What Brexit Means For Africans, And How South Africans Living In UK Could Swing The Vote

By Dana Sanchez Published: June 15, 2016, 6:05 pm
What Brexit Means For AfricansPhoto: owsblog.blogspot.com

Depending on who you ask, the U.K.’s exit from the European Union could mean more direct trade for Africans, better incentives for African farmers, and renegotiated economic agreements for African trading blocs.

South Africans living in Britain could be the swing vote.

The U.K. should be able to secure its own trade deals with African countries, says James Cleverly, a pro-Brexit Tory MP who says European Union policy in Africa is “morally repugnant,” HuffingtonPost reported.

“The E.U.’s tariff regime disincentivizes exactly the kind of investment that Africa needs to lift itself out of poverty and aid dependency,” said Cleverly, whose mother is from Sierra Leone. “I cannot understand how anyone who is African, or of African heritage, or who cares about Africa and her people, or cares about anyone trapped in poverty in the developing world, can, with a clear conscience, allow this situation to persist.”

Remain campaign MPs Chuka Umunna and Sam Gyimah disagreed with Cleverly and dropped names to bolster their argument.

“Trying to hijack the fight against poverty to push an anti-E.U. agenda really is a new low for the chaotic and desperate leave campaign,” they said, according to HuffingtonPost. “Inside the E.U., Britain is a more powerful force in spreading equality and justice in the world. It magnifies our spending power and increases British influence. That’s the opinion of the former U.N. head of humanitarian relief, the chair of World Wildlife Fund … and many more.”

South Africans have a vested interest for Brexit, Fin24 reported. About 500,000 South Africans living in the U.K. are entitled to vote June 23 in the Brexit Referendum thanks to South Africa’s Commonwealth membership. In a vote considered too-close-to-call, they could make the difference.

Pundits on both sides agree on the short-term consequences of Britain leaving the E.U. — a weaker Sterling, housing prices dropping 20 percent; and a tighter job market. All this would suit South Africans living in the U.K., Fin24 reported.

If it breaks from the E.U., the U.K. would cease to be party to any of the E.U.’s trade agreements, IndependentOnline reported.

The U.K.’s possible exit from the E.U. could require a renegotiation of the recently signed E.U.-Southern African Development Community (SADC) Economic Partnership Agreement,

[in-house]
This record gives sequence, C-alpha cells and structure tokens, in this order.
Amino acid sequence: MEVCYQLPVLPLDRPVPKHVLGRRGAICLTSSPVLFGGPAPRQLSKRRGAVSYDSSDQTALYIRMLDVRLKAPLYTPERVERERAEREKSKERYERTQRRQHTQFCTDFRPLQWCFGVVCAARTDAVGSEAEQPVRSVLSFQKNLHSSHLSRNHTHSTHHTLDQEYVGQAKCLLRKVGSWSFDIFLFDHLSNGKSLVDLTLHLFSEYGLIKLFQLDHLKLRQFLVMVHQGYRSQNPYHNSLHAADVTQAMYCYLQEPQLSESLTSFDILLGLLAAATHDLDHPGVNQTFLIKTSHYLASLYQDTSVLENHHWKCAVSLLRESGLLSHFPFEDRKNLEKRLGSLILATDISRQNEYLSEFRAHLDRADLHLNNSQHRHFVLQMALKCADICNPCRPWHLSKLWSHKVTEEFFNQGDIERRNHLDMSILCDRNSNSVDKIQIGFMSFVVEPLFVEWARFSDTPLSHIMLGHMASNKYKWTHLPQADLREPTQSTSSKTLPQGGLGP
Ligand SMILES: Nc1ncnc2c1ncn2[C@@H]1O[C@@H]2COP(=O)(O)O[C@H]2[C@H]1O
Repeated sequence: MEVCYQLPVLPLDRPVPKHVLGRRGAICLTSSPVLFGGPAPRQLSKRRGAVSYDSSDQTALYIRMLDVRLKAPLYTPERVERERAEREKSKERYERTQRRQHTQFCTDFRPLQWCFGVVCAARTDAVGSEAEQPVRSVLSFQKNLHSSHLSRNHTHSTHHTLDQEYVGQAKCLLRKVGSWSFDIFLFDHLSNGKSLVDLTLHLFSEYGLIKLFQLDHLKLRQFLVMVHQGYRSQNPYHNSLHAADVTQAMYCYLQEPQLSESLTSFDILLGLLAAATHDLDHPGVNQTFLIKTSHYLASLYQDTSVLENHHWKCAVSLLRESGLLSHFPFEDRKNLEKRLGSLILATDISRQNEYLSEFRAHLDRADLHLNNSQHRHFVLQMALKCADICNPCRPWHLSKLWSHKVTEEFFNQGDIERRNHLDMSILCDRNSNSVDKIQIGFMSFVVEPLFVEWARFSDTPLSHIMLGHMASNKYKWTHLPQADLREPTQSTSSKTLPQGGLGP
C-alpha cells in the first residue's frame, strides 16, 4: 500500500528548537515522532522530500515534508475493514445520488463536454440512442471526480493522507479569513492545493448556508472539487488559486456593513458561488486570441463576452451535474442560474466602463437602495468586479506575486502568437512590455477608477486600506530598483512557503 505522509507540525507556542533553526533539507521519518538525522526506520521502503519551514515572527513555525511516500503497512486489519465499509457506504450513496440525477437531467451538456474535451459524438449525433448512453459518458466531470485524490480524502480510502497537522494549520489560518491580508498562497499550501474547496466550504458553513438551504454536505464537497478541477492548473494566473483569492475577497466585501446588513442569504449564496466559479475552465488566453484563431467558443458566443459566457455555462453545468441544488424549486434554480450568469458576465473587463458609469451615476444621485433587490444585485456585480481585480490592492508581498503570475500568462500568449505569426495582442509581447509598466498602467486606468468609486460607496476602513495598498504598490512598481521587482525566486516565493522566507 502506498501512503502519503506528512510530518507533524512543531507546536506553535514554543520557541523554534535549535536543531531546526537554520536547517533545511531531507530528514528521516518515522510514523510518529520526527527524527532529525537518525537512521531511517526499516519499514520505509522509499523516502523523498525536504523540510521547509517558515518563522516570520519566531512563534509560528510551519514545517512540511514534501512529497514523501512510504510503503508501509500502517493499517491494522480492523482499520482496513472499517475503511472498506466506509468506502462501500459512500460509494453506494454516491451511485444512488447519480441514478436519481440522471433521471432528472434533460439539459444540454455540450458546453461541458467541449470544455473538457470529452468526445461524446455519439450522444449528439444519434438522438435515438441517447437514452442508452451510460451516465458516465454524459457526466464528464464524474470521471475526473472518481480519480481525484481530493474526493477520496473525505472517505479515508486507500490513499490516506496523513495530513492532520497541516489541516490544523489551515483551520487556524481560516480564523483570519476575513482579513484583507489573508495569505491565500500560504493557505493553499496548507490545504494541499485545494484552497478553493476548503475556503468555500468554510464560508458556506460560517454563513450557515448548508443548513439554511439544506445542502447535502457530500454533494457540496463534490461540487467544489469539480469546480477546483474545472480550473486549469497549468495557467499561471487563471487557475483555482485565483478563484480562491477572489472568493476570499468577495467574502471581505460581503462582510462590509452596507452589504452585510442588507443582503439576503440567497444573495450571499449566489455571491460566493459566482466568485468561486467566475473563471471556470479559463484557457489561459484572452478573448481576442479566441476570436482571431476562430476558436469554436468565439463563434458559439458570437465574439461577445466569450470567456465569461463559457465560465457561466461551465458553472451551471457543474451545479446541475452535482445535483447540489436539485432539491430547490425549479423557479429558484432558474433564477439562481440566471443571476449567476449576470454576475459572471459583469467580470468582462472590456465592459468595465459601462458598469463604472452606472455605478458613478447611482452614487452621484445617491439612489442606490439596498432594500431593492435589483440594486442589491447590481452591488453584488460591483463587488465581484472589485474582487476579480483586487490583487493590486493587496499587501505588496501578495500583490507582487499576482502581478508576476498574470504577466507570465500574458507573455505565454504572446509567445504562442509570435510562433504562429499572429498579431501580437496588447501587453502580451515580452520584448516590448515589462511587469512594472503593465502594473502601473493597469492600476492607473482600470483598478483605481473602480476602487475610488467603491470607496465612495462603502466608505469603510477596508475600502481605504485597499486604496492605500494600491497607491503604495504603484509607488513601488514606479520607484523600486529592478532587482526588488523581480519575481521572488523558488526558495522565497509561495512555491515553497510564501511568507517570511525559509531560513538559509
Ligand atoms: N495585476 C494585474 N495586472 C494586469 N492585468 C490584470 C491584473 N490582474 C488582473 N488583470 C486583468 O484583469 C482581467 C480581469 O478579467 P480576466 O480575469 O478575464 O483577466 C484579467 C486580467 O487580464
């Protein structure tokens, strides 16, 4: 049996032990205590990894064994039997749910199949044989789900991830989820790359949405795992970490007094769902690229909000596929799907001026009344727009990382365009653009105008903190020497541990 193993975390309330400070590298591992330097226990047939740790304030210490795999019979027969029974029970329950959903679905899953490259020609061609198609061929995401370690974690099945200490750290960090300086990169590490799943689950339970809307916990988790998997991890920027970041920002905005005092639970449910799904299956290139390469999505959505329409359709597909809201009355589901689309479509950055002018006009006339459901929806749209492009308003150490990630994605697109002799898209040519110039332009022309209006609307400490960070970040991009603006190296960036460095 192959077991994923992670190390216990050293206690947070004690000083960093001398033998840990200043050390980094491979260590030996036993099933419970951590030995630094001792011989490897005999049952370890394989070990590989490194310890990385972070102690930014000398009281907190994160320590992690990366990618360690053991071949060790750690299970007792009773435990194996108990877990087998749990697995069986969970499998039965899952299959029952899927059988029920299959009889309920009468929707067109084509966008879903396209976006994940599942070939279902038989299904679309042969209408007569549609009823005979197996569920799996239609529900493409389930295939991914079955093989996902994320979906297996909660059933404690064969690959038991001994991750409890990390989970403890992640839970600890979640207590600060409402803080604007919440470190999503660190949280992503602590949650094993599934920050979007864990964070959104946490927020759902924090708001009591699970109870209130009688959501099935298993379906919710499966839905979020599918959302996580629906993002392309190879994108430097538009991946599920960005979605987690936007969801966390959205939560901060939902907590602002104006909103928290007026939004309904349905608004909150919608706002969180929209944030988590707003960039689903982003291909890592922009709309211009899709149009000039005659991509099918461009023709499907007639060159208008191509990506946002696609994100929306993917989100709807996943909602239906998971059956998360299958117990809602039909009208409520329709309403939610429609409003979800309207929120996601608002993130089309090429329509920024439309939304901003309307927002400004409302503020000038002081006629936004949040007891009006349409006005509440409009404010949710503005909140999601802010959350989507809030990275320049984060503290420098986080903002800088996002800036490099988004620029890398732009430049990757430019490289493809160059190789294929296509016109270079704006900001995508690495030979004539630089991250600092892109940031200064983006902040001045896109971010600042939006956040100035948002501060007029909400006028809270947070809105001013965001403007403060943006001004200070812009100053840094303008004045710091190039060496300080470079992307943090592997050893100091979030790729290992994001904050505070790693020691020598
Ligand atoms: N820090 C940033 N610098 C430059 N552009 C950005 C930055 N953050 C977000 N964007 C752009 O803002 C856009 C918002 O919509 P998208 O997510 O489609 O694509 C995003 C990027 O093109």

The agreement promised South Africa certain protections in the trade of wines and spirits, along with protecting trade names such as rooibos and honeybush.

Brait South Africa, whose biggest shareholder is South African billionaire Christo Wiese, increased its exposure to the U.K. in 2015, acquiring majority stakes in Virgin Active and clothing retailer New Look and increasing its holding in discount grocer Iceland.

They are prepared for either outcome of the Brexit referendum, according to Brait CEO John Gnodde.

Hanns Spangenberg, a senior economist at NKC African Economics, said the U.K.’s possible withdrawal from the E.U. has heightened risk anxiety in broader emerging markets, with investors seeking safe-haven destinations like the U.S., IndependentOnline reported.

Brexit will help Africa have a stronger relationship with the U.K., said the British minister for Africa in an RFI interview. The U.K. will no longer be forced to view Africa through the “prism” of the E.U. but will “deepen” its direct relations with African countries and other countries which play a significant role on the continent, said James Duddridge.

On issues of security, trade and development, the E.U. is a “wholly inappropriate way to define the U.K.-Africa relationship,” Duddridge said.

Duddridge forsees more focus on coordination with France and the U.S. because “that’s the where diplomatic clout lies in Africa, not with some distant European External Action Service,” he said.

A former banker for Barclays in Africa, Duddridge said recent E.U. decisions went against British government policy.

“In Somalia, against British wishes, the European Union reduced the amount of money available to Amisom, the peacekeeping force, by 20 percent,” he said. “That’s a very clear negative impact of the European Union on a U.K. priority area, and the U.K. stepped up and put more resources in there to make up for the inadequacies of the European Union,” he said, referring the recent deployment of British troops to Somalia.

On trade with Africa, Duddridge is critical of the European agricultural policy’s impact on Africa, claiming that “the Common Agricultural Policy (the E.U. subsidies system that critics say hurts farmers in developing countries) has distorted trade to the (detriment) of African countries over decades.”

On development aid, Duddridge says U.K. development aid channeled through the European Development Fund is allocated “a lot less efficiently” than British aid assigned directly to African countries via “very good organisations” like the Department for International Development, says Duddridge, who has worked in Botswana and Côte d’Ivoire.

He lists international organisations such as the U.N., World Bank and International Monetary Fund as possible alternatives to provide aid currently dispersed through the E.U.

 

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